- Under the guise of promoting democracy worldwide, the industrialised nations ensure third world countries serve their own corporate interests. Democracy is undermined as part of foreign policy because it makes it easier to exploit the land and indigenous people.
- These tactics are now starting to affect the rich countries of the G-20 themselves, including Canada. After moving manufacturing jobs overseas since the 1970s for the sake of profits, corporate backed governments of the G-20 now have to turn to their own labor markets for more profit. This is why teachers and the rest of the working public are being significantly affected, especially since the 2008 financial meltdown. The jobs are not coming back.
- Canada and the industrialized nations have had a stagnation of real wage growth for the last thirty years, while corporate profits are soaring. Capitalism is subjugating labor.
- All of the G-20 industrialized nations are increasingly running under the influence of corporate interests in accordance with US foreign policy. Canada profits by supplying nations with raw materials and manufactured goods when new markets are opened.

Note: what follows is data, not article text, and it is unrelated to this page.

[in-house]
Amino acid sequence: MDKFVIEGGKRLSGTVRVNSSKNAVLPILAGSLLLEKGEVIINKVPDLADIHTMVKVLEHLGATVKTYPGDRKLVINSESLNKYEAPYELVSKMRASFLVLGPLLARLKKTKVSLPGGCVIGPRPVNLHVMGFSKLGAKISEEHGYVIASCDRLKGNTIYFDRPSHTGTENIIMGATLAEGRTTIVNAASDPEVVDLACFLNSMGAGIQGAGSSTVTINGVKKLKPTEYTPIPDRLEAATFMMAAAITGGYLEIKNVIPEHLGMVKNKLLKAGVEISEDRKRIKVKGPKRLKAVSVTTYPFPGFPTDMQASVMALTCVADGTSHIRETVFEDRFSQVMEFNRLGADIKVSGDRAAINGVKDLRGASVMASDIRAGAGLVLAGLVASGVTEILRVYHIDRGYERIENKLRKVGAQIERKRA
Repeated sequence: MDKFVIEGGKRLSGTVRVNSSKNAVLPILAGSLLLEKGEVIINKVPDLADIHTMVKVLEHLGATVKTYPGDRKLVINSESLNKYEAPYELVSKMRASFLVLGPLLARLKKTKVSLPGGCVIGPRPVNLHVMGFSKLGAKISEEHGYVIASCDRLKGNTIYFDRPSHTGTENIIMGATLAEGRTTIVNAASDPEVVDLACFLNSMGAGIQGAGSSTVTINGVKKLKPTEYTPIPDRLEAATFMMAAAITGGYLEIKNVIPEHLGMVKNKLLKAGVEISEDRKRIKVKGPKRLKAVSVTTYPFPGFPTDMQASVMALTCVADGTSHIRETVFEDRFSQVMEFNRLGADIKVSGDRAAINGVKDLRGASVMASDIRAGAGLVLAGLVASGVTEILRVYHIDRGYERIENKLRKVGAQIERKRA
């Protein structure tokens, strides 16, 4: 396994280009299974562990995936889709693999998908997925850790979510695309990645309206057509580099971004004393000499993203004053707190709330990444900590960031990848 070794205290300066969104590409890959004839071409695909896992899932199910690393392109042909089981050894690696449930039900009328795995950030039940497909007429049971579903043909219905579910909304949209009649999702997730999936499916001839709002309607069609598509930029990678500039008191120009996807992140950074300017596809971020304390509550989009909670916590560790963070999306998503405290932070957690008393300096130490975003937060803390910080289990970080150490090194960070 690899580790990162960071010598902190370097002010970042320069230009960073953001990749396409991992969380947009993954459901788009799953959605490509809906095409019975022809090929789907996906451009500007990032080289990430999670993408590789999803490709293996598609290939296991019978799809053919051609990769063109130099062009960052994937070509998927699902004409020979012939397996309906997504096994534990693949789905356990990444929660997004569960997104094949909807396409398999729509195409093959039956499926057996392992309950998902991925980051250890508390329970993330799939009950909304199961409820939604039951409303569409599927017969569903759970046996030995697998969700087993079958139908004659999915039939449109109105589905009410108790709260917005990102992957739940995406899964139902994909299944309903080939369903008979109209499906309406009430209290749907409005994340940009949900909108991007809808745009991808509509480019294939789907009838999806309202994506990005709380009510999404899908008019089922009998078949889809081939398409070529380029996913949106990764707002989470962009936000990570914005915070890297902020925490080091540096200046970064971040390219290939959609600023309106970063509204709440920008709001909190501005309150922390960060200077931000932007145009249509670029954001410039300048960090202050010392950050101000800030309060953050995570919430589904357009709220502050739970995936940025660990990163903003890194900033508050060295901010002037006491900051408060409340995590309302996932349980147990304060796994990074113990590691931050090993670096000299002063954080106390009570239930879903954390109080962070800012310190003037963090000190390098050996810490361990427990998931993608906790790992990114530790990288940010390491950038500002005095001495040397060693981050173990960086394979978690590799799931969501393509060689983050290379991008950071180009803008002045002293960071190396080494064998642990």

- Public money often backs private corporate financing but the corporations get to secure the private profit. This unfair practice also increases a systemic risk in financial markets which results in the boom and bust financial meltdowns.
- Now the Ontario Government is using the newly created debt as an excuse to cut our wages.
- Corporations also don’t like government debt because it equates to increased risk for them. This puts our government secured teacher pensions on the chopping block, because business wants it off the government liability books.
- According to the International Labor Organisation, workers are now shouldering much more of all risk associated with business.